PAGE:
How many of your students own a digital camera? Is a digital camera a toy or a tool? If your students own a cell phone, is it equipped with a camera? Teachers should welcome the digital camera as a learning tool. Time to hop in the way back machine… remember when pictures were taken with film cartridges, sent to the photo lab, and half the printed photos were rejects after waiting a week? OK, fair enough you can still use film and receive your photos in an hour. My fascination with photography began in 1983 while attending Frisbee Middle School in Kittery, Maine as an 8th grader, when I learned the entire film processing workflow. Snap, develop, and print.
Understanding the true wonders of film photography can only be experienced by breaking a film canister open in a darkroom, rolling the film onto a spool, inserting the spool into a canister, and then turning the lights on to add developer. Pay attention to the time now — rinse, and then the moment of truth… unfurl your negative. If you are successful, you can immediately see the negative image of your shots. Once the negative is dry, cut into workable strips, and then the fun really begins. Turn the overhead lights off, turn on the funky darkroom light, and insert your negative into an enlarger. Open the baffle to shine light through the negative and adjust the focus. Close the baffle, align a piece of photographic paper on the base of the enlarger, open baffle — timings everything – let’s try 10 seconds. No picture yet… immerse the paper in developer solution rocking the tray back and forth and watch as the ghostly image appears. Another chemical bath, rinse, and it’s off to the drying rack.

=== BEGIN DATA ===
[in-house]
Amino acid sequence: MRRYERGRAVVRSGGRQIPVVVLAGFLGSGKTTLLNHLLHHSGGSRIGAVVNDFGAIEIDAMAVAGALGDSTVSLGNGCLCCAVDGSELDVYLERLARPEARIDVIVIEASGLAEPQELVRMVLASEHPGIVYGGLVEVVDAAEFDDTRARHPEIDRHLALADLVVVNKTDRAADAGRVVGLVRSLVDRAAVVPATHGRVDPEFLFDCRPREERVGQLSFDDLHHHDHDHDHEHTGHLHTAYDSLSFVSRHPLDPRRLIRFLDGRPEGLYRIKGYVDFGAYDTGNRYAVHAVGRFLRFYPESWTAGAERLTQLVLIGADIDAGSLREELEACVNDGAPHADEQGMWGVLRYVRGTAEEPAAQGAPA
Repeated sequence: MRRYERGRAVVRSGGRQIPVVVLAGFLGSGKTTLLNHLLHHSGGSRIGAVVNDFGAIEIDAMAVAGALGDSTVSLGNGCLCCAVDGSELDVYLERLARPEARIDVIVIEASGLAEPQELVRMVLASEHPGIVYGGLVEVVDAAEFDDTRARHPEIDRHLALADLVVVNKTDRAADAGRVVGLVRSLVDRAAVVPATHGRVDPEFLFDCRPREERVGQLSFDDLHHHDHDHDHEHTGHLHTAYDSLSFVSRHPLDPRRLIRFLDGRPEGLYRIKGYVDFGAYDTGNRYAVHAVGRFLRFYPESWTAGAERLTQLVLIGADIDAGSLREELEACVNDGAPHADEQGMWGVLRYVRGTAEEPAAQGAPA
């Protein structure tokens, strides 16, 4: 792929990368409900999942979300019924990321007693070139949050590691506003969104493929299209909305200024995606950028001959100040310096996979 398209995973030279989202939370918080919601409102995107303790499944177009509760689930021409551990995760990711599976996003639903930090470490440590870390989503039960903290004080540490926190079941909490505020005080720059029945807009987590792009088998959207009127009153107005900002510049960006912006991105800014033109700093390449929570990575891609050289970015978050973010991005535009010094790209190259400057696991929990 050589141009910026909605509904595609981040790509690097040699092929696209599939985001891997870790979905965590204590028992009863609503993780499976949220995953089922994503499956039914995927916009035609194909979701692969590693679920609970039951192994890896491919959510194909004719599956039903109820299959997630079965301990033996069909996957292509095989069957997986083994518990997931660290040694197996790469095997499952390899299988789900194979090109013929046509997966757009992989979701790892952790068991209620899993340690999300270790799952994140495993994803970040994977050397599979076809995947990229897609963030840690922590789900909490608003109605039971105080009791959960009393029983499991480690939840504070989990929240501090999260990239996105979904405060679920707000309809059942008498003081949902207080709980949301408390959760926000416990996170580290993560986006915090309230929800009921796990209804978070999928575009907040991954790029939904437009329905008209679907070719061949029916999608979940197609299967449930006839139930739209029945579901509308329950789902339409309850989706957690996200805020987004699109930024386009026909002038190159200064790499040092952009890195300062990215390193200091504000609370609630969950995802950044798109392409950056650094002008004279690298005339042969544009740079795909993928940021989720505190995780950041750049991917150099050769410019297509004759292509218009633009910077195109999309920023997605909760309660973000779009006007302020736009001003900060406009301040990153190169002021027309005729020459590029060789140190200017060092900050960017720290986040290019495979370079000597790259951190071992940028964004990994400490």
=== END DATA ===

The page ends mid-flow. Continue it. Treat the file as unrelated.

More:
While this was quite a time consuming process, each step provided ample opportunity to make adjustments by carefully monitoring each step. For example, if I shot in bright sunlight, I would leave my negative in developer for additional 15 seconds. The extra time would result in more silver depositing onto the negative increasing contrast. The real artistry entered the process at the enlarger, masking parts of the photographic paper burned in sections of the image resulting in greater contrast. The benefits to abandoning this somewhat ancient process to the digital domain is two-fold, (1) elimination of toxic chemicals into the environment and (2) increased time devoted to creativity and innovation. Students can now spend time in the virtual darkroom using desktop programs such as Adobe Photoshop or its Web 2.0 cousin, Express to perfect their images.